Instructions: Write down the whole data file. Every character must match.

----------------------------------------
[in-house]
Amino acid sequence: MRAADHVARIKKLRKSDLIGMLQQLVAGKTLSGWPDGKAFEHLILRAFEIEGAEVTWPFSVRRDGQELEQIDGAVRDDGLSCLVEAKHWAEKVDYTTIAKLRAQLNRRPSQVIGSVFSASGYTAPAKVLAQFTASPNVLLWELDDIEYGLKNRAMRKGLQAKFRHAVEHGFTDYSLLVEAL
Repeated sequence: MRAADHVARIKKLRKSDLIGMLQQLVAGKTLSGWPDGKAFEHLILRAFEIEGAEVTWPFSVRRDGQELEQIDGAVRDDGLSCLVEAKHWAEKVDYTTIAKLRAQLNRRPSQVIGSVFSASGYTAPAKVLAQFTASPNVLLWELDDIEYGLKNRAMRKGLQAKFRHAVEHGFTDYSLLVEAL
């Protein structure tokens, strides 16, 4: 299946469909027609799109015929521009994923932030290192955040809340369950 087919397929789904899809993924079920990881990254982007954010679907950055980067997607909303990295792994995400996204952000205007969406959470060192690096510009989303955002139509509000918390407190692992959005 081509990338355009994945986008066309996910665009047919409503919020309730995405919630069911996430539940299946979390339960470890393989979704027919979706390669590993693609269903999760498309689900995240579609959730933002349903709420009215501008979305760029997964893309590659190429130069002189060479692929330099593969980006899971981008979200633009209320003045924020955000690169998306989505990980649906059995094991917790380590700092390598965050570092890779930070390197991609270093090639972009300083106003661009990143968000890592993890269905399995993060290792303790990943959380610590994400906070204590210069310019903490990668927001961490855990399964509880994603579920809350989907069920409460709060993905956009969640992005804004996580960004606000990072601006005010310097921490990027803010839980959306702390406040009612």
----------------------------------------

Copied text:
[in-house]
Amino acid sequence: MRAADHVARIKKLRKSDLIGMLQQLVAGKTLSGWPDGKAFEHLILRAFEIEGAEVTWPFSVRRDGQELEQIDGAVRDDGLSCLVEAKHWAEKVDYTTIAKLRAQLNRRPSQVIGSVFSASGYTAPAKVLAQFTASPNVLLWELDDIEYGLKNRAMRKGLQAKFRHAVEHGFTDYSLLVEAL
Repeated sequence: MRAADHVARIKKLRKSDLIGMLQQLVAGKTLSGWPDGKAFEHLILRAFEIEGAEVTWPFSVRRDGQELEQIDGAVRDDGLSCLVEAKHWAEKVDYTTIAKLRAQLNRRPSQVIGSVFSASGYTAPAKVLAQFTASPNVLLWELDDIEYGLKNRAMRKGLQAKFRHAVEHGFTDYSLLVEAL
């Protein structure tokens, strides 16, 4: 299946469909027609799109015929521009994923932030290192955040809340369950 087919397929789904899809993924079920990881990254982007954010679907950055980067997607909303990295792994995400996204952000205007969406959470060192690096510009989303955002139509509000918390407190692992959005 081509990338355009994945986008066309996910665009047919409503919020309730995405919630069911996430539940299946979390339960470890393989979704027919979706390669590993693609269903999760498309689900995240579609959730933002349903709420009215501008979305760029997964893309590659190429130069002189060479692929330099593969980006899971981008979200633009209320003045924020955000690169998306989505990980649906059995094991917790380590700092390598965050570092890779930070390197991609270093090639972009300083106003661009990143968000890592993890269905399995993060290792303790990943959380610590994400906070204590210069310019903490990668927001961490855990399964509880994603579920809350989907069920409460709060993905956009969640992005804004996580960004606000990072601006005010310097921490990027803010839980959306702390406040009612």